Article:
SOCAN, the member-based organization representing the Canadian performing rights of more than four-million Canadian and international music creators and publishers with revenue of CAD$308-million in 2015, has confirmed that it has purchased 100% of New York-based Audiam. The acquisition empowers SOCAN to provide a unique global music industry solution with respect to licensing digital services and royalty payment for songwriters, composers and music publishers.
With Audiam, SOCAN now has a comprehensive database and metadata of all musical works and commercially released digital sound recordings, and the technology and business understanding to match and connect the two, issue licenses and get rights-holders paid all they have fairly earned.
The problem of licensing and payments recently came to a head again in the form of several class-action lawsuits by rights holders against music streaming companies.
With the Audiam acquisition SOCAN has expanded into collection of royalties for reproductions of music (“mechanicals”), licensing and royalty distribution in the U.S. and Canada. Audiam enables music creators and music publishers to be paid accurately, while removing liability, infringement and data issues for streaming music services and YouTube. Audiam provides one-stop licensing and collecting in North America.
“In 2013 Audiam shook up the music royalties system by identifying and correcting serious gaps in the digital music rights value chain, particularly with music used in YouTube videos, by correctly matching data to the rights-holder,” said SOCAN CEO Eric Baptiste. “By acquiring Audiam, SOCAN steps even further ahead with our vision to lead the global transformation of music rights with substantial new tools for our more than 135,000 member songwriters, composers and music publishers, dramatically expanding our ability to ensure that creators are properly and fairly compensated.”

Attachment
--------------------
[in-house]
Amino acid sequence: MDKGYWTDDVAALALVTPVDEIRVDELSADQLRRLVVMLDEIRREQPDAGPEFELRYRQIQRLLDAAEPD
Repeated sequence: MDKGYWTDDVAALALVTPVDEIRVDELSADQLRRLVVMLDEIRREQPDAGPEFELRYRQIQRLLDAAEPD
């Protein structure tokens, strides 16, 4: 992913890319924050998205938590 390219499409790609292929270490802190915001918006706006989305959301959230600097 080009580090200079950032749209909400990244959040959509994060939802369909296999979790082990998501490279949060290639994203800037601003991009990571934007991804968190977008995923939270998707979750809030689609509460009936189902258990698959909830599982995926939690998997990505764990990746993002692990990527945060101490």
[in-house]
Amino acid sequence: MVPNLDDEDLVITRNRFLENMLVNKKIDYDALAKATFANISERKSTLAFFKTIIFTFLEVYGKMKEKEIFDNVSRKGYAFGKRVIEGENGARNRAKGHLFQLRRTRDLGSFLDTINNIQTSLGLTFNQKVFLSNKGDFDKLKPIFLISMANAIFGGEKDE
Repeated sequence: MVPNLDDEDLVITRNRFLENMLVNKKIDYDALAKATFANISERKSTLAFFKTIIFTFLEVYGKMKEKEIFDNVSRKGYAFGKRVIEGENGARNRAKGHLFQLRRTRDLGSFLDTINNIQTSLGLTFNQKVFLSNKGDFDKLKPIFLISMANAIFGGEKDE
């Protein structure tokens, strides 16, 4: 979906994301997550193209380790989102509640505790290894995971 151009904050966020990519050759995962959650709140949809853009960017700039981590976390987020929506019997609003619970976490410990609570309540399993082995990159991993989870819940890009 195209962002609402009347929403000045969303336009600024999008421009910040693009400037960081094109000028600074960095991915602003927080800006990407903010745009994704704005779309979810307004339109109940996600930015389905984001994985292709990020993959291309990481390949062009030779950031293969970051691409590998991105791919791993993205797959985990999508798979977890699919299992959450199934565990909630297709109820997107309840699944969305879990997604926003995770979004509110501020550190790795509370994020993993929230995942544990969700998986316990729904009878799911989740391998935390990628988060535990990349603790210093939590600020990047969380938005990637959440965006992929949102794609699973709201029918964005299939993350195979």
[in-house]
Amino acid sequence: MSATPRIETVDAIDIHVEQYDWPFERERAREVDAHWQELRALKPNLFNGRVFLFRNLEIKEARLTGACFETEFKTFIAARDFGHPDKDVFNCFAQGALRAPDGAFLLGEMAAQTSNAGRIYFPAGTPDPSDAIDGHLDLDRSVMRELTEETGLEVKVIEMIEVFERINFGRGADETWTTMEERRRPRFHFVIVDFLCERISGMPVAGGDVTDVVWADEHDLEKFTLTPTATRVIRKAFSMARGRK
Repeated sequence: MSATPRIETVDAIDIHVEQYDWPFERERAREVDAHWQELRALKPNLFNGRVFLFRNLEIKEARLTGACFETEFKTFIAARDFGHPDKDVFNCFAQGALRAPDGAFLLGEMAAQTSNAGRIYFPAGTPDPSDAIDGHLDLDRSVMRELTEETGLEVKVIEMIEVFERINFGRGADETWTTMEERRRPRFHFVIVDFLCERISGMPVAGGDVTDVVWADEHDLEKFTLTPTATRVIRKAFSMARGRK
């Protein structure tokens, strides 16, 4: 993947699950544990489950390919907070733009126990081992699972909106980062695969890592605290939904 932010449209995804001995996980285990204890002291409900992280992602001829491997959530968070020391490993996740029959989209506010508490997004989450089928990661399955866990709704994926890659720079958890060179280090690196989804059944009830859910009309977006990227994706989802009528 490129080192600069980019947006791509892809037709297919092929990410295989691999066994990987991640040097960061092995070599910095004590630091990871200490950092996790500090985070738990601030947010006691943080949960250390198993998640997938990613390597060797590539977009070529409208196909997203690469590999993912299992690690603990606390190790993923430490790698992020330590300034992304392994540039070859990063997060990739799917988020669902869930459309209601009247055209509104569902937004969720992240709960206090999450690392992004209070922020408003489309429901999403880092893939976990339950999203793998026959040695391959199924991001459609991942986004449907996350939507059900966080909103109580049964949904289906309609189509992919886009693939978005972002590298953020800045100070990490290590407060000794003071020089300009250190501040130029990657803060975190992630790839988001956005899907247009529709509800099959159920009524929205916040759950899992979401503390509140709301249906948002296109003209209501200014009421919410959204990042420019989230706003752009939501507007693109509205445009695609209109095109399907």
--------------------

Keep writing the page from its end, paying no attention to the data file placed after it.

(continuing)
“SOCAN is not only the most technologically advanced, efficient and transparent music rights organization on the planet, but its board of directors and executive team are singularly focused on assuring all the works of composers and publishers are licensed and that rights-holders are paid for the use of their music,” said Jeff Price, founder and CEO of Audiam. “Adding SOCAN’s resources and knowledge to Audiam allows us to finally fix the global industry problems, remove liability for services and get rights-holders paid.”
Audiam was founded in 2013 by TuneCore founder and former CEO Jeff Price and former TuneCore CTO David Willen. Audiam’s innovative technology and business processes identify the use of music and correct data on digital services such as Spotify, Apple Music, YouTube, Google Play and others, and get rights-holders paid, greatly expanding and enhancing the capabilities of SOCAN.
The acquisition was made final in July, and Audiam will remain a separate organization under its current name for the foreseeable future. Jeff Price will remain Audiam’s CEO and will work closely with SOCAN group CEO Eric Baptiste and his team.
Audiam brings to SOCAN one of the world’s most complete databases of sound recording and underlying song/composition metadata as well as sophisticated audit and auto-match technology to proactively find works that are not licensed and royalties that have not been paid.
As the largest organization in the Canadian music ecosystem, SOCAN is one of the leading and most transparent music rights organizations in the world. As part of SOCAN’s vision is to lead the global transformation of music rights, the company is investing in new services for its members that are essential in today’s globalized digital environment.
SOCAN will instantly leverage Audiam’s identification technology and services to more accurately pay members’ performing rights royalties on YouTube and other digital platforms, expanding service offerings to songwriters, composers, and music publishing members.
SOCAN plans to integrate Audiam’s other strong business lines such as North American licensing and administration of mechanical income from digital services, including Spotify, Google Play and Apple, as well as leverage Audiam’s proven track record to identify and recover pre-existing mechanical royalties that typically have remained unpaid.